All posts in NAHBS

Peggy, Frank with Dario Pegoretti
Dario, Giorgio Andretta of GITA Bike,
and Chris (also from Gita), wearing the ties Frank brought for them.
Peggy with Roland Della Santa.

“Dave Wages builds a frame from Reynolds 953, True Temper S3 and Dedacciai tubing to be displayed unpainted at the 2011 North American Hand Made Bicycle Show in Austin, Texas, February 25-27.”

It seems like every other day some cool, artistically done frame building video comes out.
This detail-oriented piece has it all: fire, files, and, uh…felines.

”I can haz lugz.”

The 2005 North American Handmade Bicycle Show was the original event that brought together handmade bicycle frame builders.

Since that first show, NAHBS has unified and galvanized the handmade bicycle industry, and it remains the most widely accessible physical access point to the frame builders themselves.

The show began as, and remains, the largest and most important gathering of custom bicycle builders anywhere in the world. It features all conceivable types of bicycle: Some dazzlingly beautiful, some you thought might have been impossible to build, some very fuctional and utilitarian, and others that are simply classics of their genres.’

The 2011 Edition of the North American Handmade Bicycle Show is shaping up to fulfill expectations and be a record setting year.

INDIANAPOLIS—The North American Handmade Bicycle Show is preparing for a record-breaking year, with exhibitor figures looking set to surpass the mark of 150 set in Portland, Oregon, in 2008.

Three weeks remain until the seventh edition of the world’s number one annual handmade bicycle convention, scheduled for February 25-27 in Austin, Texas and exhibitor applications continue to stream in.

As of December 15, 2010, 136 exhibitors had signed up for the show, with several enquiries still pending and an expected total of 160. The greatest number of exhibitors at any NAHBS to date was 150 at Portland, Oregon, in 2008. The 2010 figure, in Richmond, Virginia, was 126.

The show’s founder and director, Don Walker, said, “I am confident that this year will be the biggest and best-attended NAHBS yet. I think it shows not only the draw of a great location like Austin, but also the vibrant state of the handmade bicycle industry. It’s really very exciting. I get to return to my adopted home state of Texas and frankly, I’m all fired up and can’t wait for February!”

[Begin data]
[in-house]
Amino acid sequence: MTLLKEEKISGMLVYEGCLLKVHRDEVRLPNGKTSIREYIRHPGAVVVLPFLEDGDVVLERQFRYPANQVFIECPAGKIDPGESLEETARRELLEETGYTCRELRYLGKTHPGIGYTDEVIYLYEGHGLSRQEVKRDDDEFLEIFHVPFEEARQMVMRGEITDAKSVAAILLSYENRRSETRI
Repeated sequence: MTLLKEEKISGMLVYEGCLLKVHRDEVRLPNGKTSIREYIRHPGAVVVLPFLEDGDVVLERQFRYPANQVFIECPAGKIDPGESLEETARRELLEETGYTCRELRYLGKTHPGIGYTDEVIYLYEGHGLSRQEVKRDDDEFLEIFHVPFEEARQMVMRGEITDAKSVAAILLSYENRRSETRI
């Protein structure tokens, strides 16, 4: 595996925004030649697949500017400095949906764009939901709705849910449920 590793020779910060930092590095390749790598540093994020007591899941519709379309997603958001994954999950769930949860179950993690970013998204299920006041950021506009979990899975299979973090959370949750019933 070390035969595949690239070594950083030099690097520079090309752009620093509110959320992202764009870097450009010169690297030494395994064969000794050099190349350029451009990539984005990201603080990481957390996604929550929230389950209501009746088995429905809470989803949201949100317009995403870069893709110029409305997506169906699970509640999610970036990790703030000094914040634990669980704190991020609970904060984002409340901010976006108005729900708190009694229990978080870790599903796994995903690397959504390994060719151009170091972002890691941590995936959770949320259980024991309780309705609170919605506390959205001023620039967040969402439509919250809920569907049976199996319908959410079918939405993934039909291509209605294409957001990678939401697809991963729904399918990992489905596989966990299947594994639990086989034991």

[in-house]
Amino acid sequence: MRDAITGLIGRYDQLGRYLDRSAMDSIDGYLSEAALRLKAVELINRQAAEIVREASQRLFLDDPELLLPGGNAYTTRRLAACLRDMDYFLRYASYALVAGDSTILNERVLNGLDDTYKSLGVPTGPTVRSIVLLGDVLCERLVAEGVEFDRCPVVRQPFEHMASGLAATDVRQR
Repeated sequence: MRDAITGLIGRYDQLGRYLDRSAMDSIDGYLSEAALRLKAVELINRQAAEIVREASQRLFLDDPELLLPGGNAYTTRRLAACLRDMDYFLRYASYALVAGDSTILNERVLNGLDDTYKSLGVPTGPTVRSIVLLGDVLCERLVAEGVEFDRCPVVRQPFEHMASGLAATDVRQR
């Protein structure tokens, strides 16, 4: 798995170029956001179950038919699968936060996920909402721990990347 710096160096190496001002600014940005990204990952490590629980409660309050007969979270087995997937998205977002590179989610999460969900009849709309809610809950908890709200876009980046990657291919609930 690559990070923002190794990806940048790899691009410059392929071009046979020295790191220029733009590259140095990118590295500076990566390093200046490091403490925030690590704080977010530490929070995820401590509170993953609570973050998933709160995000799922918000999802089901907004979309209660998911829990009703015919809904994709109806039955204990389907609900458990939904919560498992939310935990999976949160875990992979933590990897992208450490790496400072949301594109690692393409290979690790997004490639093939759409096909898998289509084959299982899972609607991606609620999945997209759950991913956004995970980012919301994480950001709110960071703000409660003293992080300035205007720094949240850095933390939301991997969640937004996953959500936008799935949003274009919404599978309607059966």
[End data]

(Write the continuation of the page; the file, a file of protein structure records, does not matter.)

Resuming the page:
File this under “How to heck did I not see this at NAHBS” other than someone must’ve had it in the photo booth room as I passed by Ted Wojcik’s booth.

So, this comes to you courtesy of Boston Herald, including the photo. We’ve seen some cool pedal-powered lawnmowers before (here and here), but this pretty much takes the cake in that it’s completely purpose built from the ground up to chop grass rather than being a makeshift hack that would probably topple over fairly easy.

The North American Handmade Bicycle Show took place this past weekend in Richmond, Virgina. De Rosa, Pegoretti and Zullo made the trip to display their latest creations.

An estimated 6,800 attendees visited the show.
Next year the show will be held in Austin, Texas.

Visit the event website to the see the “Best in Show” winners, photographs, and videos:

Photos: NAHBS 2010; De Rosa, Pegoretti and Zullo bikes


NAHBS 2010 – If there were an award for shiniest bike, Peacock Groove would probably just edge out Cherubim’s midnight blue/chrome ride for top honors. This gold-plated 29er had some features to back up the flash, too, like a cutaway seat tube and some solid internal cable routing for both front and rear brake cables (you can see the line entering the top of the fork in the pic above). The seat tube cutaway was matched by the space-making fork crown cutout, allowing a 29er wheel to clear an otherwise standard size fork, all in all making for a pretty compact 29er.

PG also showed off some other cool bikes with their own tweaks, colorfully displayed after the jump…

(more… from Bikerumor)